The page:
Why Does the NFL Refuse to Move the Super Bowl to Saturday?
Whether you’re watching for the commercials or consider yourself a diehard football fan, just about everyone knows about the Super Bowl. The NFL’s championship game dominates the sports landscape, but there’s one problem: it’s played on a Sunday. Quite a few fans, it seems, would prefer if the game took place on Saturday.
While the customer is usually right, the NFL has no intention of doing away with Super Bowl Sunday. What’s really wrong with moving to Saturday, though?
The history of the Super Bowl
While the Super Bowl has grown into an iconic piece of popular culture, the game itself is actually a relatively recent creation.
In the earliest days of the NFL, the championship was awarded to the club with the best winning percentage at the end of the season. That led to several ties and, in 1932, a single playoff game was used to determine the league title. That one-off game proved to be so popular that the league instituted a postseason the following year.
The Super Bowl, as we know it, however, didn’t arrive until the late 1960s. After nearly a decade of rivalry, the NFL and the American Football League (AFL) decided to merge. While the deal was hammered out in 1966, the merger wouldn’t actually take place until 1970; in the interim, each season would conclude with the AFL-NFL World Championship Game. Kansas City Chiefs owner Lamar Hunt suggested calling the game “the Super Bowl,” and the title stuck.
Once the leagues merged, the Super Bowl became the NFL’s championship game. While things have grown in scale over the years, the fundamentals are still the same: the best team from the NFC and AFC battle it out for gridiron supremacy.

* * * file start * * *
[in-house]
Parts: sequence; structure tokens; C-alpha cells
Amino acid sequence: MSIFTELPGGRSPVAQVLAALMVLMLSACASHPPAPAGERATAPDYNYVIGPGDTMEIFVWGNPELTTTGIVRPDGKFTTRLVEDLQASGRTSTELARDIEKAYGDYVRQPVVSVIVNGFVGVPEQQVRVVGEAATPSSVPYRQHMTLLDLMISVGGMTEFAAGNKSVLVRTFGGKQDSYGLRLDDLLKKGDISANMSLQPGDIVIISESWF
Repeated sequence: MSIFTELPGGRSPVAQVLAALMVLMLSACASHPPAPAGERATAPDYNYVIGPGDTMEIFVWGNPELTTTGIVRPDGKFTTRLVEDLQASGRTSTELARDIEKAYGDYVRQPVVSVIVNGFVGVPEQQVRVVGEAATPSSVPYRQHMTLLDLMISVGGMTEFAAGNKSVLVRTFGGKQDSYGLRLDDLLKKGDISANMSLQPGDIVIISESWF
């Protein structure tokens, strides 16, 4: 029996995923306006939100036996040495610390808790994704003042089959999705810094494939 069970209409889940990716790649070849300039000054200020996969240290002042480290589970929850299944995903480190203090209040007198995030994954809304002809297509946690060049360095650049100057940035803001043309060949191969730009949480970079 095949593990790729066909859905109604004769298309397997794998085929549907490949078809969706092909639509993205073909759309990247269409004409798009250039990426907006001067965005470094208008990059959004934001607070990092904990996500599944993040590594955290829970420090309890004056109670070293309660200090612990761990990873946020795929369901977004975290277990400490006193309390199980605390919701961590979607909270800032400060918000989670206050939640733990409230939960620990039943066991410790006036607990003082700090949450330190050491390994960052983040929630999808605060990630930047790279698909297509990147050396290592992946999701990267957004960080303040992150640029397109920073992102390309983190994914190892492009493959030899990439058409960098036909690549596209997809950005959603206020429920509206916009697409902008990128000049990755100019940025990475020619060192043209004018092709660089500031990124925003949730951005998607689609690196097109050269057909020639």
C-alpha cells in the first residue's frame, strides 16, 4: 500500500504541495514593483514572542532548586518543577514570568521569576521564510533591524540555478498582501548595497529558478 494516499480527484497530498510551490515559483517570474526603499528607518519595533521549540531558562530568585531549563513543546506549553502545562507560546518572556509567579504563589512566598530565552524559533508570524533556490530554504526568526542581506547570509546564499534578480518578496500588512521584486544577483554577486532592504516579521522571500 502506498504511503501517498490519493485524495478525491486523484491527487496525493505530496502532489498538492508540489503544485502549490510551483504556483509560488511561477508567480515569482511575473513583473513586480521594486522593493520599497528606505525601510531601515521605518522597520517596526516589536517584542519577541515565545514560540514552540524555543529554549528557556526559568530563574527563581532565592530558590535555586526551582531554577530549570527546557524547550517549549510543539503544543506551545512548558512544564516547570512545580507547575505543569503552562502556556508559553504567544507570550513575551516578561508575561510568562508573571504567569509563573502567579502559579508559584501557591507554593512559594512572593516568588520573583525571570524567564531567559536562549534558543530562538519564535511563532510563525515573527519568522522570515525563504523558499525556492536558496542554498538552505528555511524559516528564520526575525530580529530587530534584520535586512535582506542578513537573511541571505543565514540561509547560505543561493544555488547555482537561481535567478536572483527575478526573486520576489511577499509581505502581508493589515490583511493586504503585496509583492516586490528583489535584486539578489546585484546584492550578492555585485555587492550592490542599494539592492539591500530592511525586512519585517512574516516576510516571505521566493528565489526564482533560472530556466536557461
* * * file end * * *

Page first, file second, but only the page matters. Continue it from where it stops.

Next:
Why is the Super Bowl played on a Sunday?
These days, Super Bowl Sunday is simply a part of popular culture. The NFL and Sundays, however, started as a marriage of convenience.
Historically, Friday was a day for high school football, while college teams played on Saturday; when the professional football began, Sunday was the available day. That reality became codified over time. The Sports Broadcasting Act, which passed in 1961, locked the NFL into Sundays in an effort to protect the lower levels of football.
While there are some exceptions—the NFL has Monday and Thursday night games and plays on a few Saturday games each season—professional football has become synonymous with Sunday. The Super Bowl is no exception; at this point, the big game is essentially an American holiday, known by even the most casual sports fan.
What’s wrong with playing on Saturday?
While sports fans all over the globe can’t wait for each season’s Super Bowl, not everyone is happy about the schedule. Since the game is on Sunday, there needs to be a certain level of moderation; some fans turn in early or feel like they can’t fully celebrate since they have school or work the next day.
NFL commissioner Roger Goodell has heard the complaints, but moving the Super Bowl isn’t likely. At the end of the day, the NFL is a business, and Super Bowl Sunday brings in the big bucks because people are at home to watch the game. While Saturday might seem ideal to the diehard sports fans, the NFL would lose a great deal of the causal audience; on Sunday night, there’s simply not much to do besides stay home and watch TV.
So when this year’s Super Bowl rolls around, make sure to keep your partying in check. Even it the big game feels like a national holiday, you’ll still have to wake up early the next day.